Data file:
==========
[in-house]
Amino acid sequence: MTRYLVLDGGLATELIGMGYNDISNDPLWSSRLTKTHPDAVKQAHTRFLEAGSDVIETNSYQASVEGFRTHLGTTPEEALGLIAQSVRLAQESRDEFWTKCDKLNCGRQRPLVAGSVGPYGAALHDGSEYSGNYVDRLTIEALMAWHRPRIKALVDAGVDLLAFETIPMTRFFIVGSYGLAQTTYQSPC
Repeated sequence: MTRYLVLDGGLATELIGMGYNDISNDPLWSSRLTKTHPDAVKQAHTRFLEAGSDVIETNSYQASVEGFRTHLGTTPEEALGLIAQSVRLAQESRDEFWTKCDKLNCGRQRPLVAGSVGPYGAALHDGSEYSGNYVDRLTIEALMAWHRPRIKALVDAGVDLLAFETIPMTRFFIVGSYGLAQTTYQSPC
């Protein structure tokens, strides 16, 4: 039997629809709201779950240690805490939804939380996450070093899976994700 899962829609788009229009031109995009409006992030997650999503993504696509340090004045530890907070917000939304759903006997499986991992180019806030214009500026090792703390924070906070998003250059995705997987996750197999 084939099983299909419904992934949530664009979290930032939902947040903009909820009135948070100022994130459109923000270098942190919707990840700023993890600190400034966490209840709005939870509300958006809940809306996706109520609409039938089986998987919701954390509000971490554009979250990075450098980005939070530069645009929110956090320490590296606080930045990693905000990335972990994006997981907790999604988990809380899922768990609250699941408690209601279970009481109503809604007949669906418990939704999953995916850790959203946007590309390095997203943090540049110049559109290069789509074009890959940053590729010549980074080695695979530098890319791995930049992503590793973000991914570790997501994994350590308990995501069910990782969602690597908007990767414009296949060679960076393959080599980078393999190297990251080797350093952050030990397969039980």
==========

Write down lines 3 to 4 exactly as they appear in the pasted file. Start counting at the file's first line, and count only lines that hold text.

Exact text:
Repeated sequence: MTRYLVLDGGLATELIGMGYNDISNDPLWSSRLTKTHPDAVKQAHTRFLEAGSDVIETNSYQASVEGFRTHLGTTPEEALGLIAQSVRLAQESRDEFWTKCDKLNCGRQRPLVAGSVGPYGAALHDGSEYSGNYVDRLTIEALMAWHRPRIKALVDAGVDLLAFETIPMTRFFIVGSYGLAQTTYQSPC
């Protein structure tokens, strides 16, 4: 039997629809709201779950240690805490939804939380996450070093899976994700 899962829609788009229009031109995009409006992030997650999503993504696509340090004045530890907070917000939304759903006997499986991992180019806030214009500026090792703390924070906070998003250059995705997987996750197999 084939099983299909419904992934949530664009979290930032939902947040903009909820009135948070100022994130459109923000270098942190919707990840700023993890600190400034966490209840709005939870509300958006809940809306996706109520609409039938089986998987919701954390509000971490554009979250990075450098980005939070530069645009929110956090320490590296606080930045990693905000990335972990994006997981907790999604988990809380899922768990609250699941408690209601279970009481109503809604007949669906418990939704999953995916850790959203946007590309390095997203943090540049110049559109290069789509074009890959940053590729010549980074080695695979530098890319791995930049992503590793973000991914570790997501994994350590308990995501069910990782969602690597908007990767414009296949060679960076393959080599980078393999190297990251080797350093952050030990397969039980």